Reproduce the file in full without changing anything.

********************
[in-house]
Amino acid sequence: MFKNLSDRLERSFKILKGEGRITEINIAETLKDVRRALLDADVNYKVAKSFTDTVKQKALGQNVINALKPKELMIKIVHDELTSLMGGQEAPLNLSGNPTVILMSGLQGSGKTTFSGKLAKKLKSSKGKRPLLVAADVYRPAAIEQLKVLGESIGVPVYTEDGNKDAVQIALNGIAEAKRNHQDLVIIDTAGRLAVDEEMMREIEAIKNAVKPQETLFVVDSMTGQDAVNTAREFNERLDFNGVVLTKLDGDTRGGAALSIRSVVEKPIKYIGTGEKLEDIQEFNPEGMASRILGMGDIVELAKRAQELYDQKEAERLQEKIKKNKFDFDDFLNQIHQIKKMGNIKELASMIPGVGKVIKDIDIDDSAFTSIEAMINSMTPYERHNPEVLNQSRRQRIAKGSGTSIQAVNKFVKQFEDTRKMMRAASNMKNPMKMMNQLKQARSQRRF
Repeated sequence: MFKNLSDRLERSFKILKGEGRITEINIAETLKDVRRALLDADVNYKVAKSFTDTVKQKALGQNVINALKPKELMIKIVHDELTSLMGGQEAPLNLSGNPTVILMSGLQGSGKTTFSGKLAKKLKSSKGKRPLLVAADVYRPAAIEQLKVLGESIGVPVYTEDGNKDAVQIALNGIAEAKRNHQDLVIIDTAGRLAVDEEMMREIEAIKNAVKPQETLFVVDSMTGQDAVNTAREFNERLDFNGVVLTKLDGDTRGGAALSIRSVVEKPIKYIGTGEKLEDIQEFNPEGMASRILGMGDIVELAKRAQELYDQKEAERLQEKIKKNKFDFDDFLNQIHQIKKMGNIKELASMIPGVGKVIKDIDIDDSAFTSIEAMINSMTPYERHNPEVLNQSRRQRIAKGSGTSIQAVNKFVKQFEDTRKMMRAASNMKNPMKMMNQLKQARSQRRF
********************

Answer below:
[in-house]
Amino acid sequence: MFKNLSDRLERSFKILKGEGRITEINIAETLKDVRRALLDADVNYKVAKSFTDTVKQKALGQNVINALKPKELMIKIVHDELTSLMGGQEAPLNLSGNPTVILMSGLQGSGKTTFSGKLAKKLKSSKGKRPLLVAADVYRPAAIEQLKVLGESIGVPVYTEDGNKDAVQIALNGIAEAKRNHQDLVIIDTAGRLAVDEEMMREIEAIKNAVKPQETLFVVDSMTGQDAVNTAREFNERLDFNGVVLTKLDGDTRGGAALSIRSVVEKPIKYIGTGEKLEDIQEFNPEGMASRILGMGDIVELAKRAQELYDQKEAERLQEKIKKNKFDFDDFLNQIHQIKKMGNIKELASMIPGVGKVIKDIDIDDSAFTSIEAMINSMTPYERHNPEVLNQSRRQRIAKGSGTSIQAVNKFVKQFEDTRKMMRAASNMKNPMKMMNQLKQARSQRRF
Repeated sequence: MFKNLSDRLERSFKILKGEGRITEINIAETLKDVRRALLDADVNYKVAKSFTDTVKQKALGQNVINALKPKELMIKIVHDELTSLMGGQEAPLNLSGNPTVILMSGLQGSGKTTFSGKLAKKLKSSKGKRPLLVAADVYRPAAIEQLKVLGESIGVPVYTEDGNKDAVQIALNGIAEAKRNHQDLVIIDTAGRLAVDEEMMREIEAIKNAVKPQETLFVVDSMTGQDAVNTAREFNERLDFNGVVLTKLDGDTRGGAALSIRSVVEKPIKYIGTGEKLEDIQEFNPEGMASRILGMGDIVELAKRAQELYDQKEAERLQEKIKKNKFDFDDFLNQIHQIKKMGNIKELASMIPGVGKVIKDIDIDDSAFTSIEAMINSMTPYERHNPEVLNQSRRQRIAKGSGTSIQAVNKFVKQFEDTRKMMRAASNMKNPMKMMNQLKQARSQRRF